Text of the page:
Since that afternoon, I’ve worked to remove myself from the misfortunes of my past. The mistakes I had made, the people I had hurt, and the only broken heart I had ever experienced…everything held weight on the way I felt, the way I interacted with the world.
The therapy provided by a 12-step program allowed me to understand that the man I was no longer exists. The only thing real is the man that is typing right now…
A dude sitting at his desk, leg propped up on a chair, shirtless, typing in pace as sunlight peeks through the blinds of his yellow-tinted living room…
The only thing real is this moment. A moment that can be shared with whoever is reading these words.
As I write, I understand that there is power in words. A single line or phrase can direct a mind to see, feel, and project what a person is trying to portray. In this moment, however it reaches you, I want to describe to you the catalyst of my own insistence of living the life of a creative. An idea that has taken shape because of the transparent honesty I have given to those I am with, to those I have encountered. A grand theme that shakes the foundation of any bro that is worth his weight in protein and fist pumps…YOLO.
Or, unabbreviated, “You Only Live Once”.
A very elegant abbreviation for a way of life that begs the question,
“If I’m not pursuing my passion, what I love, what is the point in being?
Recovery had aimed a magnifying glass at the voice in my head. A voice that wants to live a life of creativity. A voice that wants to be heard, wants to be understood.
I’ve been vocal with my thoughts and my ideas. I’ve shared honestly in 12-step meetings, connected and engaged with others who have lived their lives feeling the same as me. People who have seen the lowest lows and unburdened themselves with rigorous honesty. In the process, I’ve been provided with principles and beliefs shared amongst a generalized group of addicts and alcoholics. A group I am a part of.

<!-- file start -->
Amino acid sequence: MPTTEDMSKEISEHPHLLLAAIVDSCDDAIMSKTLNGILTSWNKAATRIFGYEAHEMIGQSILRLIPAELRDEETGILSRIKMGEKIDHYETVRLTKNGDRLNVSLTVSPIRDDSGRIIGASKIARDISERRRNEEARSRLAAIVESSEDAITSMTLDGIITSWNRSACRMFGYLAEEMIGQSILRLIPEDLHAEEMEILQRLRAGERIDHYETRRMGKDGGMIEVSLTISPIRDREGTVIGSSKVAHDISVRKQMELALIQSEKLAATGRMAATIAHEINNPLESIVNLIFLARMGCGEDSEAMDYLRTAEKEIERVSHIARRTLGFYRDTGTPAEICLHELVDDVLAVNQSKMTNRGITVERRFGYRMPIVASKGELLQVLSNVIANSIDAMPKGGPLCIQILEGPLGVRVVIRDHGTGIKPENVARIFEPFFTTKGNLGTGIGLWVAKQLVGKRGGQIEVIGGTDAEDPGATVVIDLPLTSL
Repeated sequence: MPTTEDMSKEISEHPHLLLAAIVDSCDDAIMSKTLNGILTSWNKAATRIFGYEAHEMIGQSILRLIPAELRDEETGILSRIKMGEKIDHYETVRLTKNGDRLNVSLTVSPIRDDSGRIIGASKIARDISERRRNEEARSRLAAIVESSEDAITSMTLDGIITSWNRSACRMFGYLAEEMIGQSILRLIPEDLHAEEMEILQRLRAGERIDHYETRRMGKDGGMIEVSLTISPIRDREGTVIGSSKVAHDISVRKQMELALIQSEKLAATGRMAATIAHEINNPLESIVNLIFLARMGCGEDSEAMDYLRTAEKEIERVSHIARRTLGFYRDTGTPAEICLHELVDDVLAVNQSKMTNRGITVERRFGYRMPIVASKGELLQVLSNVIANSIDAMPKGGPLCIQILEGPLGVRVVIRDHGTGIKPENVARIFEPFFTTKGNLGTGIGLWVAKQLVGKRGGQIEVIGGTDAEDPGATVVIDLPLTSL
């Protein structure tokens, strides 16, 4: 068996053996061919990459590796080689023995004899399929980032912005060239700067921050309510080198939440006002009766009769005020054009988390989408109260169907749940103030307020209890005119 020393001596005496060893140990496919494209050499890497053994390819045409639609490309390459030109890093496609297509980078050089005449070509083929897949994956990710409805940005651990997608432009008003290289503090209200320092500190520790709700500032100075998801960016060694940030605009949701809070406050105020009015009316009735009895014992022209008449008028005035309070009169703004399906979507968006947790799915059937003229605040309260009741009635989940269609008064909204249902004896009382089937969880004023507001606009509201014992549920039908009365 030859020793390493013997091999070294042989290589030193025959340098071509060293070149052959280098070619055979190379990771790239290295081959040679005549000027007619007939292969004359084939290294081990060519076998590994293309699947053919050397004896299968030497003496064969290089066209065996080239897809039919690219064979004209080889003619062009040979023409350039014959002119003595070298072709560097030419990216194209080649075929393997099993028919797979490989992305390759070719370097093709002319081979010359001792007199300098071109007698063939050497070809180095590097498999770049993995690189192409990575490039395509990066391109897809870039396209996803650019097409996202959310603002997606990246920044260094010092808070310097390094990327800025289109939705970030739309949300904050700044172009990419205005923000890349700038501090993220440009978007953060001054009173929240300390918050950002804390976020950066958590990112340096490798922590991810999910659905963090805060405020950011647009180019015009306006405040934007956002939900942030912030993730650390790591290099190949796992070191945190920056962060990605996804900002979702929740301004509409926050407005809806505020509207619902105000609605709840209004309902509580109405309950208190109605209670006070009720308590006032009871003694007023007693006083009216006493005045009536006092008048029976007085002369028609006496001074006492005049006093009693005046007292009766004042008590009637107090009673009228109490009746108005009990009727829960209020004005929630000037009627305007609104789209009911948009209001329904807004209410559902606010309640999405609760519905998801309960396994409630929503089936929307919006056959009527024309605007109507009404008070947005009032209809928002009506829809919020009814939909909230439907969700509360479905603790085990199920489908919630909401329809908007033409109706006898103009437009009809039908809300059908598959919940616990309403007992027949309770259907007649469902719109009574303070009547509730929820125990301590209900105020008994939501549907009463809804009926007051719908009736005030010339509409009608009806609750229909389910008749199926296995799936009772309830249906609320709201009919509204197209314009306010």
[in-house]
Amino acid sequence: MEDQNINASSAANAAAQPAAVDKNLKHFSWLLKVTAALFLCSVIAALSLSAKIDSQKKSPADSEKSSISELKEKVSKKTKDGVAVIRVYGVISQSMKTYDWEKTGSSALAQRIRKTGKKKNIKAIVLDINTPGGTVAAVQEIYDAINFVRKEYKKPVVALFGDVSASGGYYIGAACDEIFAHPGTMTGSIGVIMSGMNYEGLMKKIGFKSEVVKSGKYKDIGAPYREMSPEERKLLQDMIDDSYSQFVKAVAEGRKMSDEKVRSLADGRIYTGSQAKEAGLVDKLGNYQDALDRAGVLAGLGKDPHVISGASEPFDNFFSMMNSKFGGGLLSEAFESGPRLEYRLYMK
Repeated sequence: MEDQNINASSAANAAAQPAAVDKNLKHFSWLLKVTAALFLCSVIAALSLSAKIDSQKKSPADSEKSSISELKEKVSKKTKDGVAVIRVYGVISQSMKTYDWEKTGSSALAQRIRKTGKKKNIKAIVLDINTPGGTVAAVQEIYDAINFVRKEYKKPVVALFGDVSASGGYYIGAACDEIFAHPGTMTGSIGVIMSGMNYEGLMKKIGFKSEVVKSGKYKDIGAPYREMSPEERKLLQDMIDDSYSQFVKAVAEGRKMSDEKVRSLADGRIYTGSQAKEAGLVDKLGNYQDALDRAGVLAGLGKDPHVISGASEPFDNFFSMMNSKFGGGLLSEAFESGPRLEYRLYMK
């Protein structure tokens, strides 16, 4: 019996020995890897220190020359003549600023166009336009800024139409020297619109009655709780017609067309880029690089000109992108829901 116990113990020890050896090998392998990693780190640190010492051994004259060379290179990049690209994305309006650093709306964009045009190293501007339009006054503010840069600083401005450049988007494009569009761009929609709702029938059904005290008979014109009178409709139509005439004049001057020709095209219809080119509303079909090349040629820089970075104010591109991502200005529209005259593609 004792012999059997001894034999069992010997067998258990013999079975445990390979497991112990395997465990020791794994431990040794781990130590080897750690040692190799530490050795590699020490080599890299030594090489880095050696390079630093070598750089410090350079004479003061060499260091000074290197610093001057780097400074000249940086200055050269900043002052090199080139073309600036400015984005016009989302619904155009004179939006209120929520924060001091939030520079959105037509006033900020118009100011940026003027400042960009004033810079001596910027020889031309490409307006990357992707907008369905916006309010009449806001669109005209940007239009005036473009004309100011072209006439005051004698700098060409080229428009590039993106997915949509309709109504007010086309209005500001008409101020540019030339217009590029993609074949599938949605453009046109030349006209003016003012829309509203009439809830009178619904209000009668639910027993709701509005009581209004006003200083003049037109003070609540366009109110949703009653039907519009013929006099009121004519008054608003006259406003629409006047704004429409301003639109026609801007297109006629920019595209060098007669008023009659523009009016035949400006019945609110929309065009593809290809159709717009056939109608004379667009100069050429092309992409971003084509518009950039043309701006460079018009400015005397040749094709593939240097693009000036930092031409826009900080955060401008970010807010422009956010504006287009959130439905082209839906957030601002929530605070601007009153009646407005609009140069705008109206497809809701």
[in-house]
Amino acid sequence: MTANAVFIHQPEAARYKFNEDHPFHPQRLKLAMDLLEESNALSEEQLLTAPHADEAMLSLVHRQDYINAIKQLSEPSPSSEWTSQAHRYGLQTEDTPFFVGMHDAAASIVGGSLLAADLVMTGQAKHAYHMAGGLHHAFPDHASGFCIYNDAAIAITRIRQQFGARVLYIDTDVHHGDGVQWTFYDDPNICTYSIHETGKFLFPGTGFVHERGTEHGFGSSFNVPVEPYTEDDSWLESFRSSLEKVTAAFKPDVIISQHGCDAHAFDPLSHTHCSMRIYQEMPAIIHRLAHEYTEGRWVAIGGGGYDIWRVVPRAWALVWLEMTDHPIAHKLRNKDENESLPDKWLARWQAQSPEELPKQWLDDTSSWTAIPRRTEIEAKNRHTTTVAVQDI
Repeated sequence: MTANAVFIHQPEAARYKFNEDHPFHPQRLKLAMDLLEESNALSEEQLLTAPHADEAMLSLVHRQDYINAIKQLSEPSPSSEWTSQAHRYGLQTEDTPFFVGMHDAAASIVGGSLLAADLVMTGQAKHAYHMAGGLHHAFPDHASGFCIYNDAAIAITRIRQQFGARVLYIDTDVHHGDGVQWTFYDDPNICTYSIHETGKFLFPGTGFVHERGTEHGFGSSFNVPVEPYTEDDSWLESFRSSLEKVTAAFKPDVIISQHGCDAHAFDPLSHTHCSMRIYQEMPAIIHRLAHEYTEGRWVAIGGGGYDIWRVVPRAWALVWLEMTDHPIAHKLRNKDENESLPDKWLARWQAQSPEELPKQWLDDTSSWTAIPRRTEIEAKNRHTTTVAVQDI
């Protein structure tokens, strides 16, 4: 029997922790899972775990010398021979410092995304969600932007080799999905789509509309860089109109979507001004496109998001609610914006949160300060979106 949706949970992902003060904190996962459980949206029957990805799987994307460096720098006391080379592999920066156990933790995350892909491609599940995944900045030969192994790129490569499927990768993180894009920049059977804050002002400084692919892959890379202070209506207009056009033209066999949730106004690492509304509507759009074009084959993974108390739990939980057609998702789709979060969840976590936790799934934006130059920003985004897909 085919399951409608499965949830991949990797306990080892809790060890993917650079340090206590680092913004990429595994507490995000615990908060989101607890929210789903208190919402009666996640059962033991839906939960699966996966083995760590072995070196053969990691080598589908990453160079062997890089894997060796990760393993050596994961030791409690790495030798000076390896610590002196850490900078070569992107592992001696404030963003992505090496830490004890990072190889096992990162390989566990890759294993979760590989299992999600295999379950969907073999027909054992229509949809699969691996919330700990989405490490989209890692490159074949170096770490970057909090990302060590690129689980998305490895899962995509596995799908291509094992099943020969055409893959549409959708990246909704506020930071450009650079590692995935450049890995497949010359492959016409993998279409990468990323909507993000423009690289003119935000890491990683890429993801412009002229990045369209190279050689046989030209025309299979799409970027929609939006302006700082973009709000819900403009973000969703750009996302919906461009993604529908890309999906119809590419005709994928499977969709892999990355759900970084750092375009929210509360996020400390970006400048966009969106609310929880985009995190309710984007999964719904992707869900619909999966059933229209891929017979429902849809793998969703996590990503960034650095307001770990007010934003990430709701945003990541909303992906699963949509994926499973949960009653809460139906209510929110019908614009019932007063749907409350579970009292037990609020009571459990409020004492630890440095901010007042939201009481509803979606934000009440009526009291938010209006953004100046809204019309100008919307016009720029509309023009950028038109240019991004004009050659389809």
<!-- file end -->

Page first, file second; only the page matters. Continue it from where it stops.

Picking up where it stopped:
The foundation of principles I discovered within the rooms of 12-step meetings provided me with the gifts of purpose, spirituality, self-esteem, confidence, and self-awareness. Gifts that I have been able to apply in my life as I pursue the things I want.
I’ve been given the tools and the mindset to see my dreams unfold in front of me as I pursue what I believe in. What I feel.
This website will be another part plotted towards realizing a waking life of dreams. To write, teach, live, and learn. To exist within the minds of those who feel the same as me. Who want the same things as me. To live, create, and be: Honesty.
A life lived within the realm of the arts.
My writing is an attempt to form a prescription to provide content. Reaching out through wireless and written word to the person that has felt the same as me. The person who wonders if it is really possible to achieve something. To do the “impossible”: to live and create for a career.
“What is success? What makes me feel like I need to share, need to write?”